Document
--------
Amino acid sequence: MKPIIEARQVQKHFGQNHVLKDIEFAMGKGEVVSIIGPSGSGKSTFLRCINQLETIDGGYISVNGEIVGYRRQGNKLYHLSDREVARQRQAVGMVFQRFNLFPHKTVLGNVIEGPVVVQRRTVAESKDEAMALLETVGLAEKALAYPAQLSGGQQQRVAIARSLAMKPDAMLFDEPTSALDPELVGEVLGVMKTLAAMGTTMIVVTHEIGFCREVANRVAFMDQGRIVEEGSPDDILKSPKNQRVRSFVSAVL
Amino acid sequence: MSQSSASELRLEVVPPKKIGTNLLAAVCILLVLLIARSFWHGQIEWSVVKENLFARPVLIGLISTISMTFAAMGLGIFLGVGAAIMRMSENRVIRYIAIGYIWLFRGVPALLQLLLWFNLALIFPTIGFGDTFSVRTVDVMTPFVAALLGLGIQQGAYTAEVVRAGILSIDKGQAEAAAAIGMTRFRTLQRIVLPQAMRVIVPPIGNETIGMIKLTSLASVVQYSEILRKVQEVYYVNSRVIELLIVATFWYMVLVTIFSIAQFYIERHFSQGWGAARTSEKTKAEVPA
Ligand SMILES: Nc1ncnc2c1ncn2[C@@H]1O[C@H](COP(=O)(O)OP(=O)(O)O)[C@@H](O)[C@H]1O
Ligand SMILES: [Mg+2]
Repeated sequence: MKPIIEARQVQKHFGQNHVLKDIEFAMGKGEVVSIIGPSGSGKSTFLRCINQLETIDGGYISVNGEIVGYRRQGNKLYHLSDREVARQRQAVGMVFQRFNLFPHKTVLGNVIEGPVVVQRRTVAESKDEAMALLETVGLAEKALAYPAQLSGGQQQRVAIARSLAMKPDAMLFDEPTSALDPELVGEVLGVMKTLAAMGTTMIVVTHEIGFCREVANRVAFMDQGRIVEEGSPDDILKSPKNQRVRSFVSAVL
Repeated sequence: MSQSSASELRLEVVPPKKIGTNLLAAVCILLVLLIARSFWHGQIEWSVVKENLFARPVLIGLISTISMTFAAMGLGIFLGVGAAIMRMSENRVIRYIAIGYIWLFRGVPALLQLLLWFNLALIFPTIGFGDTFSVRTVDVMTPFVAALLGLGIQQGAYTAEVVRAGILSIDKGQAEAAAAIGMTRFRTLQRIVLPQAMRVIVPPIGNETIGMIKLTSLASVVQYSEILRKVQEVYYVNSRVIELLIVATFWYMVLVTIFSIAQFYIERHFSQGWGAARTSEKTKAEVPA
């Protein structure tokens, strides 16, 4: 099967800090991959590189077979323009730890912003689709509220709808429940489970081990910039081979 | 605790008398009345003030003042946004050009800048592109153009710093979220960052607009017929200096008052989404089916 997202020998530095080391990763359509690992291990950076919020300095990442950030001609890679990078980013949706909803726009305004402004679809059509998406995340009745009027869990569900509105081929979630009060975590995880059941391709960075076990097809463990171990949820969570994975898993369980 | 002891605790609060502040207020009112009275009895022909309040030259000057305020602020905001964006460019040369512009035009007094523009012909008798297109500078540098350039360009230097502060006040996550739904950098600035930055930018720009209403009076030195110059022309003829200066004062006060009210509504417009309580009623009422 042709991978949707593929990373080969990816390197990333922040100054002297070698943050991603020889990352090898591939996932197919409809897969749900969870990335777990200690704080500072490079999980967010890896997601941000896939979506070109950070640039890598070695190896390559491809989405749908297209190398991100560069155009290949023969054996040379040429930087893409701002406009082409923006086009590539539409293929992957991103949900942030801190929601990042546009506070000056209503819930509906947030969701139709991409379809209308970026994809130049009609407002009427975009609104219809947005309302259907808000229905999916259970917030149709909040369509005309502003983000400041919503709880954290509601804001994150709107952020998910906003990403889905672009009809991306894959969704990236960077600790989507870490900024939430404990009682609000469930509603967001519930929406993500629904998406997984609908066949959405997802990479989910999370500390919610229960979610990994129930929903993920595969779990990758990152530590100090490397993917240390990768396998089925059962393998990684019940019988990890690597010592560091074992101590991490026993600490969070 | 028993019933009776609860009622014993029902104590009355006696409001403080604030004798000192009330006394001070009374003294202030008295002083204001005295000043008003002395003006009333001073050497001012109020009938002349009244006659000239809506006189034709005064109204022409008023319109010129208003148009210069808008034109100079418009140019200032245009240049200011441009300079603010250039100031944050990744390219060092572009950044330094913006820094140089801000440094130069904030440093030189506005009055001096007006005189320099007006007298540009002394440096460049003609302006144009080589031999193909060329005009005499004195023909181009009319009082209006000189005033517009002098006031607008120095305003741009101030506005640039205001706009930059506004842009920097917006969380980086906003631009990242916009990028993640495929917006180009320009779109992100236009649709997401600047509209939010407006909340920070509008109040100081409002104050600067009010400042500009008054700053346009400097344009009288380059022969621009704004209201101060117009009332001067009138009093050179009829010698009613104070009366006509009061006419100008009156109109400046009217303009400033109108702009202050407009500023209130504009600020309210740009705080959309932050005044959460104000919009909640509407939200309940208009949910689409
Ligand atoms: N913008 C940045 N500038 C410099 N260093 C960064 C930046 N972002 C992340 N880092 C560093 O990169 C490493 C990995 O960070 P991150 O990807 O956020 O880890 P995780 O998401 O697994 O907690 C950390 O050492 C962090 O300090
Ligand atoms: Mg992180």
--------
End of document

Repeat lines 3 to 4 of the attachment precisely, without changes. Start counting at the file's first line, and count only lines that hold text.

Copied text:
Ligand SMILES: Nc1ncnc2c1ncn2[C@@H]1O[C@H](COP(=O)(O)OP(=O)(O)O)[C@@H](O)[C@H]1O
Ligand SMILES: [Mg+2]